Amazon to adapt J.R.R. Tolkien’s ‘Lord of the Rings’ books into new fantasy television series

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Lord of the Rings: Return of the King
(New Line Cinema Image)

“The Lord of the Rings,” the celebrated fantasy book series by J.R.R. Tolkien that became a worldwide film phenomenon is now headed to the small screen, as Amazon announced Monday that it has acquired the rights for a multi-season adaptation on Prime Video.

Set in Middle Earth, the adaptation produced by Amazon Studios will explore new storylines preceding Tolkien’s “The Fellowship of the Ring.” The deal includes a potential additional spin-off series.

“’The Lord of the Rings’ is a cultural phenomenon that has captured the imagination of generations of fans through literature and the big screen,” Sharon Tal Yguado, head of Scripted Series for Amazon Studios, said in a statement. “We are honored to be working with the Tolkien Estate and Trust, HarperCollins and New Line on this exciting collaboration for television and are thrilled to be taking ‘The Lord of the Rings’ fans on a new epic journey in Middle Earth.”

Tolkien’s book series was named Amazon customers’ favorite book of the millennium in 1999. Director Peter Jackson’s theatrical adaptations included “The Fellowship of the Ring” (2001); “The Two Towers” (2002); and “The Return of the King” (2003). The films grossed nearly $6 billion worldwide and won a combined 17 Academy Awards, including Best Picture for “King.”

Amazon CEO Jeff Bezos showed his geeky love for the series and the news in a tweet Monday.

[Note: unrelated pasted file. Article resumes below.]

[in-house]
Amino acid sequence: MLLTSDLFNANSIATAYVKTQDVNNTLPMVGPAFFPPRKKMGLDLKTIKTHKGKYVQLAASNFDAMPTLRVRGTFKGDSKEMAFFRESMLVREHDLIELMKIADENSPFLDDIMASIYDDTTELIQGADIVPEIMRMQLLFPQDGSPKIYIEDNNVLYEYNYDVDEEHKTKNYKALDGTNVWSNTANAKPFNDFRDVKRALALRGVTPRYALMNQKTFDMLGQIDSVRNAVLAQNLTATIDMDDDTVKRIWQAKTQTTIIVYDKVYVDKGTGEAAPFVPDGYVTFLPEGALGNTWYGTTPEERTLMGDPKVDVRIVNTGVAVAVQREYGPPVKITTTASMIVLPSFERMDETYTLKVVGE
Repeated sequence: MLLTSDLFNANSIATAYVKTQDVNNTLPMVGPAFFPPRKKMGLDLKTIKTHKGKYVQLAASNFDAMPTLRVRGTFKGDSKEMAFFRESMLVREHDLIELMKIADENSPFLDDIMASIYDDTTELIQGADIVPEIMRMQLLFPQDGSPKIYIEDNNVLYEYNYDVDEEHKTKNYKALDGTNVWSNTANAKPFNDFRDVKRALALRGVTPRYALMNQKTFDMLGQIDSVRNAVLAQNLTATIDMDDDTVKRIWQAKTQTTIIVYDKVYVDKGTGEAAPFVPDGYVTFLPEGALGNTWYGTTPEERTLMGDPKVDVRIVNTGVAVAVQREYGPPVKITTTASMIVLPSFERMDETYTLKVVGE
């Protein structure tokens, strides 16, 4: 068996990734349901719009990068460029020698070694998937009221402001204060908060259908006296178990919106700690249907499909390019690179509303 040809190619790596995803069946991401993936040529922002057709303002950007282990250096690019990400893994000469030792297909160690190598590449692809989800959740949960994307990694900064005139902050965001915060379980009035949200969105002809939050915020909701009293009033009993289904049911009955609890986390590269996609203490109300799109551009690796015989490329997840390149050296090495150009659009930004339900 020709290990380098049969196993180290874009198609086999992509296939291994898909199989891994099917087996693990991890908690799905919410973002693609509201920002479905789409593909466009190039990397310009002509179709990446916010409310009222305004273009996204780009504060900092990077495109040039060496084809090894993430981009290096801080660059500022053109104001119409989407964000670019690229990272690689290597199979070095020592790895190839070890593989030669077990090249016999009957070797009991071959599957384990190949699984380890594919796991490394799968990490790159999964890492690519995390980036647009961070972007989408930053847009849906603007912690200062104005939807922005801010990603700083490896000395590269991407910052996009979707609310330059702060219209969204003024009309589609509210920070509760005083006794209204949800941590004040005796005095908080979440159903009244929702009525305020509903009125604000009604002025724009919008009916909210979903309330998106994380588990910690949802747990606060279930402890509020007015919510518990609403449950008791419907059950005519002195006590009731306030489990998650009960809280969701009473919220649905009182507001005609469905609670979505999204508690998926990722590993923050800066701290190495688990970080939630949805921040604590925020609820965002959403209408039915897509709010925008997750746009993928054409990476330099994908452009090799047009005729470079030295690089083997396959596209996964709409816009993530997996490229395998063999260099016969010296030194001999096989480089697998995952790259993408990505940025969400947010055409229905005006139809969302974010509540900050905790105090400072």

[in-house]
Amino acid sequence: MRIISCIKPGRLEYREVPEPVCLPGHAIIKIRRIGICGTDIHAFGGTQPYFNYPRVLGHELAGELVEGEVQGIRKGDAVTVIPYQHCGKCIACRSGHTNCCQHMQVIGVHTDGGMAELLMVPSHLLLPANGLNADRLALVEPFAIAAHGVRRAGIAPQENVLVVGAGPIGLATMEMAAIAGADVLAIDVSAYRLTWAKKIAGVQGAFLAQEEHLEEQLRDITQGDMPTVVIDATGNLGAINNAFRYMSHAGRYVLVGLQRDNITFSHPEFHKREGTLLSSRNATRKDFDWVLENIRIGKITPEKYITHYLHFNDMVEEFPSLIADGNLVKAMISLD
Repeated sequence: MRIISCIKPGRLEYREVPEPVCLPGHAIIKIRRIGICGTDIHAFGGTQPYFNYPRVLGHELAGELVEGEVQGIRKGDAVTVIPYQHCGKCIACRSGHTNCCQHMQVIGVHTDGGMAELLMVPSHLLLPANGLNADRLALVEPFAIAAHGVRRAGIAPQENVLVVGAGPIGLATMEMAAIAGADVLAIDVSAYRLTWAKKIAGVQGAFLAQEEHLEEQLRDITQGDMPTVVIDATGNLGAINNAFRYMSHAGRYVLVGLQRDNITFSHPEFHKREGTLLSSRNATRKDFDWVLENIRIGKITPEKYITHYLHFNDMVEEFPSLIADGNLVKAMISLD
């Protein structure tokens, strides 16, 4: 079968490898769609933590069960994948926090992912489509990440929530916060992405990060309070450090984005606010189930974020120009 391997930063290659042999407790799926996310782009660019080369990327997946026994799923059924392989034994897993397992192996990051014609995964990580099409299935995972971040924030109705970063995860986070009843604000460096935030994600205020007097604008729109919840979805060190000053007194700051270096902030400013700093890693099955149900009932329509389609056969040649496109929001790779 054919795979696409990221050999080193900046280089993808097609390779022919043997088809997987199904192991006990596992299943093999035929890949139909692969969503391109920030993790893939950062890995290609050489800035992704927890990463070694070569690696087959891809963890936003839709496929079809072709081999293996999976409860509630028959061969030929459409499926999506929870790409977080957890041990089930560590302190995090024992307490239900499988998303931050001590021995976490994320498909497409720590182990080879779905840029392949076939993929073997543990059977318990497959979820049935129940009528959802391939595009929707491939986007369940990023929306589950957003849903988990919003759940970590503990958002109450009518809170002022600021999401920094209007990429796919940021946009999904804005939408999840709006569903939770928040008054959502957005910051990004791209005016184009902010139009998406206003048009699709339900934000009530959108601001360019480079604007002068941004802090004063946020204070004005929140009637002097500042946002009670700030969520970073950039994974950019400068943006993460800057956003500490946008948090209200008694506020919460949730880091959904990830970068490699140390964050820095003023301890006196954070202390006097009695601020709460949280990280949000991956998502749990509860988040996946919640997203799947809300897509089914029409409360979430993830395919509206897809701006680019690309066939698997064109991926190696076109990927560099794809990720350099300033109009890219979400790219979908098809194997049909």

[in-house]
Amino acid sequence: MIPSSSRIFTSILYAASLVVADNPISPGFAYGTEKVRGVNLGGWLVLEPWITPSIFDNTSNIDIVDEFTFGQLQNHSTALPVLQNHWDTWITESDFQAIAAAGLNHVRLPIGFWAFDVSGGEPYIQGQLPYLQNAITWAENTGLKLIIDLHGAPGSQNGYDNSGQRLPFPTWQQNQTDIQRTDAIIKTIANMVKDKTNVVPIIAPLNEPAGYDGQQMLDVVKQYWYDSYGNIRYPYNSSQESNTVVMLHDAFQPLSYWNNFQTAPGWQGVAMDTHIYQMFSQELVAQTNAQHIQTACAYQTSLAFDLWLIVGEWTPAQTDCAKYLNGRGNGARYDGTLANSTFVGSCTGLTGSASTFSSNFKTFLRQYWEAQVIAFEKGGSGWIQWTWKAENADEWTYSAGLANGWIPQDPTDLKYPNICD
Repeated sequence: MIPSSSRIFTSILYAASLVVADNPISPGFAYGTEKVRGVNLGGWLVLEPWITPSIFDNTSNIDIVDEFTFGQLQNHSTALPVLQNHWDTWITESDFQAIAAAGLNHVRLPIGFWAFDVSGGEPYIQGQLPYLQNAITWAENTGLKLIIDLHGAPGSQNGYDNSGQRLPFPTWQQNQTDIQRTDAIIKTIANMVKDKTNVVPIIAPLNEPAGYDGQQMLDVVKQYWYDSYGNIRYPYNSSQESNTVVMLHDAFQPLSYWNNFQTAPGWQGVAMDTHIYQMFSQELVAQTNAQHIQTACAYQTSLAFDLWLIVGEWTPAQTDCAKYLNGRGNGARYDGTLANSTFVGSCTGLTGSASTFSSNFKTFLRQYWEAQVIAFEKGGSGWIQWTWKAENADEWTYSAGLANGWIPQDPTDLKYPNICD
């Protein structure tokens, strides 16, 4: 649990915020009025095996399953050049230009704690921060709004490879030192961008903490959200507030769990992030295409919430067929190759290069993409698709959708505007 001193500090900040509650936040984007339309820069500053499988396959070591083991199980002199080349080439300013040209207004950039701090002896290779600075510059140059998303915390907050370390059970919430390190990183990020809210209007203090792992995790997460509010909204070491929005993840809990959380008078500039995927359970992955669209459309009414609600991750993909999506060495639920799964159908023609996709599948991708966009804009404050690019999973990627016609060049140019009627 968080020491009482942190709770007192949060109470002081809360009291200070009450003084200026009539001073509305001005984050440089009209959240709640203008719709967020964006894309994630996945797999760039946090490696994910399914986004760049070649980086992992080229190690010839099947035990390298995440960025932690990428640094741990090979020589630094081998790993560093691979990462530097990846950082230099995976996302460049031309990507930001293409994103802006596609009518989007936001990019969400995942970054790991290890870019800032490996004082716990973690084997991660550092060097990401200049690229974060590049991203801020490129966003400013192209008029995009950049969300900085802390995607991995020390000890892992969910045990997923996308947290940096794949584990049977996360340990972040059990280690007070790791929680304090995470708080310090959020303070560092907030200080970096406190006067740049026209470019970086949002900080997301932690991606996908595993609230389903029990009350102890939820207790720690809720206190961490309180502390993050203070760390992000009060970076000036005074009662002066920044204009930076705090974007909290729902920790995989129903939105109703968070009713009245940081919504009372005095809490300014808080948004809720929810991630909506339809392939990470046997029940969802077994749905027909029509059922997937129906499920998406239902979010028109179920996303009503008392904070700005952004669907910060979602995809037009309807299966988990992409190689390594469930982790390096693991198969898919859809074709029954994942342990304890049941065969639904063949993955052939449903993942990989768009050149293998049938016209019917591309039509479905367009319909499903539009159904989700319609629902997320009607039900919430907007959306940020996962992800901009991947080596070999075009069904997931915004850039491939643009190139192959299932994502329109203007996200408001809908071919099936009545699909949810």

The acquisition is seen as a major get for the streaming service, as Amazon competes with Netflix, Hulu and now Apple to find a series to rival HBO’s powerhouse “Game of Thrones” fantasy series.

“We are delighted that Amazon, with its longstanding commitment to literature, is the home of the first-ever multi-season television series for ‘The Lord of the Rings,’” said Matt Galsor, a representative for the Tolkien Estate and Trust and HarperCollins. “Sharon and the team at Amazon Studios have exceptional ideas to bring to the screen previously unexplored stories based on J.R.R. Tolkien’s original writings.”

Deadline reported that the Tolkien estate approached Amazon, Netflix and HBO while shopping the project and sought an upfront rights payment in the $200 – $250 million range. The website added that that comes before costs for development, talent and production and that “a fantasy series of that magnitude is likely to cost $100 – $150 million a season.

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